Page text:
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Thursday, November 15, 2007

What after the breaking of Monopoly?

One thing is inevitable in the next future: the end of the existing monopolies.
But what then?
It is clear too.
On one side we hope to have a more free, more competitive market, on the other side they hope to enlarge the top of the pyramid.
Something like a trunk cone, where, at the top, you still have monopolies like, but a slightly bigger number, the least the better...
Here is what Bob Frankston writes:

I’ve been struggling to explain the Internet dynamic and why it gives us abundant and inexpensive connectivity. And here we find the cellular carriers themselves decrying the dangers of abundance in their own slides – more bits/cheaper bits is something that they must prevent.

Perhaps they are comparing themselves to farmers who limit the amount they grow to keep the prices up but in the case of providing connectivity the problem is that the carriers represent an artificial business that is a creation of the regulatory environment – The Regulatorium.

We must embrace and encourage abundance and not let ourselves be captive of an artificial marketplace that is unable to sustain itself in the face of any competition. Do they really believe that they are the only ones capable of creating solutions?

Maybe so. After all, the US Supreme Court accepted the argument that Disney must have exclusive control over its creations because they have a special ability to be creative despite their tendency to tell stories based on others’ characters and their need to purchase outside companies, such as Pixar, to stay in business.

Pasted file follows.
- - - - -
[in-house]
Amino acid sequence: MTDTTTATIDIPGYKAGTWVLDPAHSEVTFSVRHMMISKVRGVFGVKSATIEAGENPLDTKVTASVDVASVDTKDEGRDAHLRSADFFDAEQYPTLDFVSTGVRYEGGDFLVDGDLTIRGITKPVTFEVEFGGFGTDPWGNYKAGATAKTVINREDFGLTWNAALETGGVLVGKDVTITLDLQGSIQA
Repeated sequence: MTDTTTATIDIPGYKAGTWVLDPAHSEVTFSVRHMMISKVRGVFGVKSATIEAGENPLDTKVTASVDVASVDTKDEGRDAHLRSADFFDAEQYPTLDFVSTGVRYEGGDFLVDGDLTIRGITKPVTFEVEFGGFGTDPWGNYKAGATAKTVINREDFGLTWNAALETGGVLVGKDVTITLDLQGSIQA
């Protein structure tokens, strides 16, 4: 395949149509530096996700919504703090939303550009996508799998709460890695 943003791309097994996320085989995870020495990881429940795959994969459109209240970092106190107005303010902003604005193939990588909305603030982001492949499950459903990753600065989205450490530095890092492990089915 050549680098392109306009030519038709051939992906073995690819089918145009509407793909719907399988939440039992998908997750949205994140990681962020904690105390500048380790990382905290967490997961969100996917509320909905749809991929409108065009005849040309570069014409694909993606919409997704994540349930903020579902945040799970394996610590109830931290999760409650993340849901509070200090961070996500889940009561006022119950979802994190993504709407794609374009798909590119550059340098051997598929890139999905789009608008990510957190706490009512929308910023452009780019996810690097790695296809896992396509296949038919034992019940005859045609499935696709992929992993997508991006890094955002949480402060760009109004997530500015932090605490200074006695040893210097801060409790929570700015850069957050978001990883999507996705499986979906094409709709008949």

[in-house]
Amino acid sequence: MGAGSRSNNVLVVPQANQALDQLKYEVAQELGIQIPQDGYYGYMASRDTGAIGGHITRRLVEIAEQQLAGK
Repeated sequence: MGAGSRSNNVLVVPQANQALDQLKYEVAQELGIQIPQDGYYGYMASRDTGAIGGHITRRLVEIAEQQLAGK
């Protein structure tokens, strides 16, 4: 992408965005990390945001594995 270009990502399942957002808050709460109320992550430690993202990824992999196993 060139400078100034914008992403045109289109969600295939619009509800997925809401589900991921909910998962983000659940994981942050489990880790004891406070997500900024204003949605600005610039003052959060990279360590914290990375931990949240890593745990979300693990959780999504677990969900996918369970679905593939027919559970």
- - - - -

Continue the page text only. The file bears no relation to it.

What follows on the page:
Amatrya Sen: no famine has ever occurred in a democratic country with a free press and regular elections.

Connectivity is the free press and the economic fuel for the 21st century. We cannot countenance a 20th century telecom regime dedicated to assuring scarcity.

Fear of Abundance

The conflict between the 20th century telecom industry and the abundance demonstrated by the Internet becomes very clear when we look at cellular telephony. Unlike land line telephony, cellular telephony has, from its inception, been able to maintain control over the services provided. They’ve kept the cellular phone from becoming a real portable computing device.

I’ve tried to argue that the current model of telecom assures scarcity and that if we shift the model we would have abundance. It’s nice to know that the carriers agree!

They are explicit in expressing their need to prevent abundance. Why do we tolerate such harmful behavior? It’s not just the rich Europeans and Americans that suffer – it’s far worse in developing countries cut off from the world.

The “strategy” of scarcity becomes very clear when viewing the “IP inter-working (IPI) Overview” from the European Radiocommunications Office. The URL for the PowerPoint report is http://www.ero.dk/0405891D-A250-46F6-9DE4-3894FBF32FDA?frames=no& but it may not be an archive URL. You can find it by searching fro “IP Inter-working GSMA ERO”. While the report itself may be only a working document the points it presents the defining characteristics of cellular telephony and make it clear that the biggest threat to the industry are empowered users.

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